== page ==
Ordination

Dodgson had been groomed for the ordained ministry in the
Church of England The Church of England (C of E) is the State religion, established List of Christian denominations, Christian church in England and the mother church of the international Anglican Communion. It traces its history to the Christian church record ...
from a very early age and was expected to be holy orders, ordained within four years of obtaining his master's degree, as a condition of his residency at Christ Church. He delayed the process for some time but was eventually ordained as a deacon on 22 December 1861. But when the time came a year later to be ordained as a priest, Dodgson appealed to the dean for permission not to proceed. This was against college rules and, initially, Dean Liddell told him that he would have to consult the college ruling body, which would almost certainly have resulted in his being expelled. For unknown reasons, Liddell changed his mind overnight and permitted him to remain at the college in defiance of the rules. Dodgson never became a priest, unique amongst senior students of his time. There is currently no conclusive evidence about why Dodgson rejected the priesthood. Some have suggested that his stammer made him reluctant to take the step because he was afraid of having to preach. Wilson quotes letters by Dodgson describing difficulty in reading lessons and prayers rather than preaching in his own words. But Dodgson did indeed preach in later life, even though not in priest's orders, so it seems unlikely that his impediment was a major factor affecting his choice. Wilson also points out that the Bishop of Oxford, Samuel Wilberforce, who ordained Dodgson, had strong views against clergy going to the theatre, one of Dodgson's great interests. He was interested in minority forms of Christianity (he was an admirer of Frederick Denison Maurice, F. D. Maurice) and "alternative" religions (Theosophy (Blavatskian), theosophy). Dodgson became deeply troubled by an unexplained sense of sin and guilt at this time (the early 1860s) and frequently expressed the view in his diaries that he was a "vile and worthless" sinner, unworthy of the priesthood and this sense of sin and unworthiness may well have affected his decision to abandon being ordained to the priesthood.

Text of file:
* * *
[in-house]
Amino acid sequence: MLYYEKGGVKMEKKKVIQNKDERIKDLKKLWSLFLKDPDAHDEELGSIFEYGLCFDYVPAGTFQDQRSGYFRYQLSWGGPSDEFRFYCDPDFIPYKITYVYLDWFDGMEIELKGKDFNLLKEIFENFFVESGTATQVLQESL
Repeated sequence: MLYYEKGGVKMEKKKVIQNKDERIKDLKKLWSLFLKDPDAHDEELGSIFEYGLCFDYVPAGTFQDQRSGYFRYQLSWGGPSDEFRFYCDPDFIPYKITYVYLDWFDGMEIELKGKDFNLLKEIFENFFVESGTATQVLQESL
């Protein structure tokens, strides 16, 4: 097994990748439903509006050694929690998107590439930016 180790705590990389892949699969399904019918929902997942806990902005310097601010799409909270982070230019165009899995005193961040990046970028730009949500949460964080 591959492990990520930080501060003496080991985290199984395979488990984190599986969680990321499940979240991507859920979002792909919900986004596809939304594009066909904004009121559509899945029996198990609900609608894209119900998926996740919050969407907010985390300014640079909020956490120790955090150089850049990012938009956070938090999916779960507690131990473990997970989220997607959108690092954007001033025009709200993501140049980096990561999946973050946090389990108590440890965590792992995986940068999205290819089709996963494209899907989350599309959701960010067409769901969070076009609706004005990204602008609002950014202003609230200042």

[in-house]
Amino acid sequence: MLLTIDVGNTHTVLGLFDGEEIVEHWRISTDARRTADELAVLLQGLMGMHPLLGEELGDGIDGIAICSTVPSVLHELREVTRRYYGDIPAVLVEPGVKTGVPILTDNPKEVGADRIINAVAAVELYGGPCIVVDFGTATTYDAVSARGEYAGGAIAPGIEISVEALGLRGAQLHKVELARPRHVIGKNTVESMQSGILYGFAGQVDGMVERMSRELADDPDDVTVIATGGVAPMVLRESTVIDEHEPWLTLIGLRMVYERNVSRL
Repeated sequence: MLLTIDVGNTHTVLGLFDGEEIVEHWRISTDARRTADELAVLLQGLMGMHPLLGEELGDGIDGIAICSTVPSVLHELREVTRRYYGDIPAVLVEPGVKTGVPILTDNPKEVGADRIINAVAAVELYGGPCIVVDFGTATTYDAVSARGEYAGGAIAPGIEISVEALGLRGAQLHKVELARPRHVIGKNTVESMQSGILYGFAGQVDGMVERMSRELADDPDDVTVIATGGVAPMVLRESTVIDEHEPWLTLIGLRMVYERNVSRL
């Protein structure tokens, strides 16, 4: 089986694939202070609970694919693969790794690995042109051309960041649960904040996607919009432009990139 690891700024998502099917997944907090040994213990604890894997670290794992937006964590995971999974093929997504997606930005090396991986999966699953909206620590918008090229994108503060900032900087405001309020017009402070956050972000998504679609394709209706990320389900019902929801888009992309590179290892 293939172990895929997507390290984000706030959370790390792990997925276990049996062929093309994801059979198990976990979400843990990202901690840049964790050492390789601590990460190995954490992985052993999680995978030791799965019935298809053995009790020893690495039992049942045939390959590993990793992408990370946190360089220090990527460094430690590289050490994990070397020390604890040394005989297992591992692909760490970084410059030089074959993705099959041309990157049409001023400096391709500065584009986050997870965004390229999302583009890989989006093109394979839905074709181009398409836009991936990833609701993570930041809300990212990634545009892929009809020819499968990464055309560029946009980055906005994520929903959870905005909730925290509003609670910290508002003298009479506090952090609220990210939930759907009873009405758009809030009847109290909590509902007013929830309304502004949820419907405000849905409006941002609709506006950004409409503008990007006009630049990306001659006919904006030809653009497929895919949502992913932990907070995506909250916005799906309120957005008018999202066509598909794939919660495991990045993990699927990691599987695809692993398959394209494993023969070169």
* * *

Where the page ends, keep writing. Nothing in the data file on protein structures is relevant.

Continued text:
Missing diaries

At least four complete volumes and around seven pages of text are missing from Dodgson's 13 diaries. The loss of the volumes remains unexplained; the pages have been removed by an unknown hand. Most scholars assume that the diary material was removed by family members in the interests of preserving the family name, but this has not been proven. Except for one page, material is missing from his diaries for the period between 1853 and 1863 (when Dodgson was 21–31 years old). During this period , Dodgson began experiencing great mental and spiritual anguish and confessing to an overwhelming sense of his own sin. This was also the period of time when he composed his extensive love poetry, leading to speculation that the poems may have been autobiographical. Many theories have been put forward to explain the missing material. A popular explanation for one missing page (27 June 1863) is that it might have been torn out to conceal a proposal of marriage on that day by Dodgson to the 11-year-old Alice Liddell. However, there has never been any evidence to suggest that this was so, and a paper offers some evidence to the contrary which was discovered by Karoline Leach in the Dodgson family archive in 1996. This paper is known as the "cut pages in diary" document, and was compiled by various members of Carroll's family after his death. Part of it may have been written at the time when the pages were destroyed, though this is unclear. The document offers a brief summary of two diary pages that are missing, including the one for 27 June 1863. The summary for this page states that Mrs. Liddell told Dodgson that there was gossip circulating about him and the Liddell family's governess, as well as about his relationship with "Ina", presumably Alice's older sister Lorina Liddell. The "break" with the Liddell family that occurred soon after was presumably in response to this gossip. An alternative interpretation has been made regarding Carroll's rumoured involvement with "Ina": Lorina was also the name of Alice Liddell's mother. What is deemed most crucial and surprising is that the document seems to imply that Dodgson's break with the family was not connected with Alice at all; until a primary source is discovered, the events of 27 June 1863 will remain in doubt.


Migraine and epilepsy